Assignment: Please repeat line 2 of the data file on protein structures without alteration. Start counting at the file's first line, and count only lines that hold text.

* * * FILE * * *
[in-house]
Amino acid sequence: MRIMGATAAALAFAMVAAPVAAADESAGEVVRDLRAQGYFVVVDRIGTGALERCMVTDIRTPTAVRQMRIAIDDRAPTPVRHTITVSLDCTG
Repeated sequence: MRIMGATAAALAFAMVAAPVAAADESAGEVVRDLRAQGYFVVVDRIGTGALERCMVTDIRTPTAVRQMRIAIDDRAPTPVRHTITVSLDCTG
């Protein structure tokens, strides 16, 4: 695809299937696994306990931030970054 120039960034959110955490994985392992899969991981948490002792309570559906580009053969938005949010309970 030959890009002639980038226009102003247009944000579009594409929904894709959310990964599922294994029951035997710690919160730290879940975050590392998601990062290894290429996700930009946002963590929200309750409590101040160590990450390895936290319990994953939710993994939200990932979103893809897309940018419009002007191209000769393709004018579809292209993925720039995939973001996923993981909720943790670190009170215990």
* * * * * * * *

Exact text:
Amino acid sequence: MRIMGATAAALAFAMVAAPVAAADESAGEVVRDLRAQGYFVVVDRIGTGALERCMVTDIRTPTAVRQMRIAIDDRAPTPVRHTITVSLDCTG